State education agencies (SEAs) must play a pivotal role in the implementation and performance of the Common Core State Standards (CCSS)—adopted by forty-six states and the District of Columbia—if states are to see gains in teacher effectiveness and student learning outcomes, a new policy report from the Council of Chief State School Officers (CCSSO) and the Aspen Institute finds. The report, Teaching to the Core: Integrating Implementation of Common Core and Teacher Effectiveness Policies, offers ten organization and functional recommendations to help state departments succeed in carrying out the new responsibilities necessary to see long-term improvements in teacher and student outcomes.
“States are actively seeking ways to provide greater support to teachers and principals on both Common Core implementation and teacher evaluation so educators have the tools, resources, and time they need to effectively change their practice for the benefit of their students,” said CCSSO Executive Director Chris Minnich. “This Aspen Institute and CCSSO paper will help states by describing the linkages between implementation of Common Core and teacher effectiveness policies.”
As school districts and states across the country debate and implement new teacher evaluation policies, planning for possible timeline conflicts with the implementation of the CCSS is important. The report raises a concern that teachers will be evaluated based on outdated measures of student progress toward college and career readiness once the new standards are in place. “This sends a mixed signal to teachers regarding the system’s priorities: Focus on teaching the old standards, or focus on transitioning to the Common Core?,” the report asks.
The solution to integrating new teacher effectiveness policies with the CCSS is for SEAs to take a more hands-on role with the goal of creating a culture of adaptation and adherence to the new standards. The report offers ten recommendations for SEAs to succeed in this transition.
The first six recommendations focus on organizational design and functions of state departments:
(1) Create a planning and management group made up of key leaders and support personnel, along with leading educators and principals, involved in the rollout of the CCSS and teacher effectiveness policies.
(2) Acquire and develop the internal knowledge and expertise necessary to ensure that the CCSS are implemented with integrity and fidelity.
(3) Ensure that professional development activities for teachers are plentiful and reflect the expectations within the CCSS.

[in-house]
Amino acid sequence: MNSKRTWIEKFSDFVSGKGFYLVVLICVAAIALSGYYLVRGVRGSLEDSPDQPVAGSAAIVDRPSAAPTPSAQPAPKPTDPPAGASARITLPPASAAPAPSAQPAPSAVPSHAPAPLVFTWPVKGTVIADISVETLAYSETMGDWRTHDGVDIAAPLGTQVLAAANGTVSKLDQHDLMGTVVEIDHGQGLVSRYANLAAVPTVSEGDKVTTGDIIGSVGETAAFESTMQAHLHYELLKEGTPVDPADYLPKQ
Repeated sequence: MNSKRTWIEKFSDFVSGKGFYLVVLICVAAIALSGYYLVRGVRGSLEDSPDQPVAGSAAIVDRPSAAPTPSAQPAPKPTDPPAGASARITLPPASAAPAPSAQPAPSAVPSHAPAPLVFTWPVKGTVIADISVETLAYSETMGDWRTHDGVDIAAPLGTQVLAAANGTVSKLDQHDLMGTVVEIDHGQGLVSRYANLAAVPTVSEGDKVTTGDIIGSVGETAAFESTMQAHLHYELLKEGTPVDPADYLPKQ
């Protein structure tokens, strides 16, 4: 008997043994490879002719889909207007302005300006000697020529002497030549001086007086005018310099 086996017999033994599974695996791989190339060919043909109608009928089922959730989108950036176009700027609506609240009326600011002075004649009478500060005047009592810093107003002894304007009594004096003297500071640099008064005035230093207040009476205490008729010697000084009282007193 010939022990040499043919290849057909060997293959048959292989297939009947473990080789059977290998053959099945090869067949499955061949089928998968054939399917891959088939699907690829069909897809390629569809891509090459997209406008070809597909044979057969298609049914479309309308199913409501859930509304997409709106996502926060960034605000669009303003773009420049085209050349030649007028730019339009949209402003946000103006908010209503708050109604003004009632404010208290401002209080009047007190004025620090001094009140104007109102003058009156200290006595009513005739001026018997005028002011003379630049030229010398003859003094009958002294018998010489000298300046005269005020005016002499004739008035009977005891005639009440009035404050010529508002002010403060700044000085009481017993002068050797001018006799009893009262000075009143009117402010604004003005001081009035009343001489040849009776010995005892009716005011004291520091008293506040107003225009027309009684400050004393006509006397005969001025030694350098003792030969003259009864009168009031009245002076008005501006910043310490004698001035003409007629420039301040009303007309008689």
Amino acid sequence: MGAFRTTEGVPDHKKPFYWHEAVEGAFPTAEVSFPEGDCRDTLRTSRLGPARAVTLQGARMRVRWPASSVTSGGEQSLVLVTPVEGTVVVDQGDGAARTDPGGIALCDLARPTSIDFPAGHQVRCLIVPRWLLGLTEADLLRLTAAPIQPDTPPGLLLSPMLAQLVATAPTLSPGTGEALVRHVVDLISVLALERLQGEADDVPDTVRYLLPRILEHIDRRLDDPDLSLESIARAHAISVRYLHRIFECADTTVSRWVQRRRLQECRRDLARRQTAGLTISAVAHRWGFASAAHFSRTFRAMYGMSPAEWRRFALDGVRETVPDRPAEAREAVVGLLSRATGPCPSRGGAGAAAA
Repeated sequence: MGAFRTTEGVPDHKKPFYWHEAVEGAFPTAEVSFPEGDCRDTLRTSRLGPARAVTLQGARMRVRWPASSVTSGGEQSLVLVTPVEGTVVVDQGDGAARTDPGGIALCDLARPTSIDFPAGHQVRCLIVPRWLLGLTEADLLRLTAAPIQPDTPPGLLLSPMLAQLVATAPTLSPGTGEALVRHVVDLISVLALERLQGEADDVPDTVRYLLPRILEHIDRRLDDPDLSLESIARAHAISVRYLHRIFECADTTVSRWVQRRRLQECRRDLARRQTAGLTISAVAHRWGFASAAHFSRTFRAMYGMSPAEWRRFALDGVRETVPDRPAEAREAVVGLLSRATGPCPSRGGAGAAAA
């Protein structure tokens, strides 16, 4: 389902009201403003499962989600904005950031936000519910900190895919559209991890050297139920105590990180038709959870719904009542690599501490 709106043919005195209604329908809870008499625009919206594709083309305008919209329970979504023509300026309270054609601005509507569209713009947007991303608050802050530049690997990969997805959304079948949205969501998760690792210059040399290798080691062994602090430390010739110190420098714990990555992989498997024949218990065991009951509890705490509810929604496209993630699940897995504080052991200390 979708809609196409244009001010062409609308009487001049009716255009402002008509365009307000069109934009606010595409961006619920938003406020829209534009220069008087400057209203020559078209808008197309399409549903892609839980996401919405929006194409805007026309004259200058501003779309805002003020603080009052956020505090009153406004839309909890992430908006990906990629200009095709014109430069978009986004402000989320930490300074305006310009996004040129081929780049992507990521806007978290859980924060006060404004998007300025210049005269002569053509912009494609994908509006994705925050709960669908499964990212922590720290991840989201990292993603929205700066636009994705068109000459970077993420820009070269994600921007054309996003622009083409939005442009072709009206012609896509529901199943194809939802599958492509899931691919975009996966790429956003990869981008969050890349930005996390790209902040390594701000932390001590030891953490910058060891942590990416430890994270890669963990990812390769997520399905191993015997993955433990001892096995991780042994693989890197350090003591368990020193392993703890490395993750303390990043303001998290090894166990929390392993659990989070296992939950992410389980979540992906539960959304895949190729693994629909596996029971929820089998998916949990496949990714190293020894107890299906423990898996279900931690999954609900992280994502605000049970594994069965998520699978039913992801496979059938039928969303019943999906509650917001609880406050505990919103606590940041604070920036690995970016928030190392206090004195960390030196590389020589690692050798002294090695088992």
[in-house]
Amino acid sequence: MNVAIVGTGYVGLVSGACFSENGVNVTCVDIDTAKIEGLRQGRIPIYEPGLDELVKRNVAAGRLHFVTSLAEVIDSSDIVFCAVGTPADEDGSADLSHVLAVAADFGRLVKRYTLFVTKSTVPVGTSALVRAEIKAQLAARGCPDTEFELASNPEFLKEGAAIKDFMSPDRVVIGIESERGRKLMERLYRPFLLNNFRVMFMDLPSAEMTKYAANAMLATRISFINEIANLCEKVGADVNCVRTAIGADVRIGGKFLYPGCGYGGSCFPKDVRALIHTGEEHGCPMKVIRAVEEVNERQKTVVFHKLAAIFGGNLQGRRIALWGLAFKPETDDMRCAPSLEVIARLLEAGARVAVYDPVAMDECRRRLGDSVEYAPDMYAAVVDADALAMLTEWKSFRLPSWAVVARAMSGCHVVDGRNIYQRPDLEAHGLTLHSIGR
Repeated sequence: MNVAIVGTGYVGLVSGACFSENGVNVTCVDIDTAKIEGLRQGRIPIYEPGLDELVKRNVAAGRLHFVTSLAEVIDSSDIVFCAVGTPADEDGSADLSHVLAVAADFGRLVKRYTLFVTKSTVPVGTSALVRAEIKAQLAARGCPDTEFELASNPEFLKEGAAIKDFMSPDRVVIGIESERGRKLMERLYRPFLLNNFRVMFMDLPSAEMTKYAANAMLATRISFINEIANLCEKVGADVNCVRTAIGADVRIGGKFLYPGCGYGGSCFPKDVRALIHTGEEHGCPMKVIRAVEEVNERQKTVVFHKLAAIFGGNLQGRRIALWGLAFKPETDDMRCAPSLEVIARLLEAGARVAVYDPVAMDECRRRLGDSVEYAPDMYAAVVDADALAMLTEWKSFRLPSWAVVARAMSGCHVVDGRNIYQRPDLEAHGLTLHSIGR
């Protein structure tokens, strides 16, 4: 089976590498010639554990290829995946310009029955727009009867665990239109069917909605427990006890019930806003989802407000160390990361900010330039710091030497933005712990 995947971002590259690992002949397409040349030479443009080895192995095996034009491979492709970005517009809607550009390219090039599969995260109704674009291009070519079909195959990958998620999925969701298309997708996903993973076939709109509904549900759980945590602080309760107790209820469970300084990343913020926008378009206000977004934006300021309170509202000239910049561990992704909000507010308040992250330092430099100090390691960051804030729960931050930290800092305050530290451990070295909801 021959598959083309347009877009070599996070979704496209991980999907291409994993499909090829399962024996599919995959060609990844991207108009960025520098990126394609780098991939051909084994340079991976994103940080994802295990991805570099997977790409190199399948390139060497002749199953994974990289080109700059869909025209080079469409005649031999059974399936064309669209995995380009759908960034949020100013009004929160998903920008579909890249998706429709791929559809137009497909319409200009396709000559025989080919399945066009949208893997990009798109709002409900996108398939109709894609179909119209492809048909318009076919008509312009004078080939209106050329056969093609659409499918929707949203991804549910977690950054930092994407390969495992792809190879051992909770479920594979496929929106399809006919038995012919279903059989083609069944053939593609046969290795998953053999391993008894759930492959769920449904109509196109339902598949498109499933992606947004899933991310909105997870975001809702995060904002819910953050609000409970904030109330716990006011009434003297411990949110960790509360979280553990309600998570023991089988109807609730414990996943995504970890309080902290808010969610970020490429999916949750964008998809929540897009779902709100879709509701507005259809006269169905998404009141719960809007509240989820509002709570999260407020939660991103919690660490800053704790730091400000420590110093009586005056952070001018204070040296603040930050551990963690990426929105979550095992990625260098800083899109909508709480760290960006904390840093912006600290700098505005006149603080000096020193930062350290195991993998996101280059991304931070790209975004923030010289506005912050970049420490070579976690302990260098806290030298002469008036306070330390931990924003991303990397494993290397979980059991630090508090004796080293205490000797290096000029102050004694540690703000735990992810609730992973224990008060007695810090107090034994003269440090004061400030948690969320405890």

(4) Create and support professional networks of school district leaders, principals and teachers to accelerate professional learning and deeper understanding of the CCSS in conjunction with teacher evaluations.
(5) Enable and prioritize instructional shifts toward the CCSS in classrooms and in teacher evaluations.
(6) Create a single, coordinated communications plan for college and career readiness that highlights the value of the CCSS and the linkages with teacher effectiveness policies.
The final four recommendations explore changes in practice at state departments:
(7) Require that the language and definitions outlining high-quality teaching practices used in teacher evaluations be aligned with the CCSS.
(8) Insist that assessments used in the evaluation of teachers measure the CCSS.
(9) As a complement to teacher evaluations, develop principal evaluation criteria that highlight the importance of implementing the CCSS with fidelity.
(10) Support innovations in educators’ daily schedules that provide time for teachers to collaborate on CCSS-related activities during the school day.
Ultimately, the report notes, SEAs must reinvent themselves from agencies that oversee how school districts use state and federal funds to ones that support continuous improvements in learning standards and teacher effectiveness policies. With an SEA’s leadership and involvement, educators and students can maximize the opportunities presented with the implementation of the CCSS, improving student outcomes and equity for all students.
“Breaking down organizational silos is essential,” said Ross Wiener, author of the report and executive director of the education and society program at the Aspen Institute. “Common Core and teacher evaluation must work together as two parts of a whole. This is system-level work that shouldn’t fall on the shoulders of individual schools or teachers.”
Teaching to the Core is available at http://bit.ly/12mxzvl.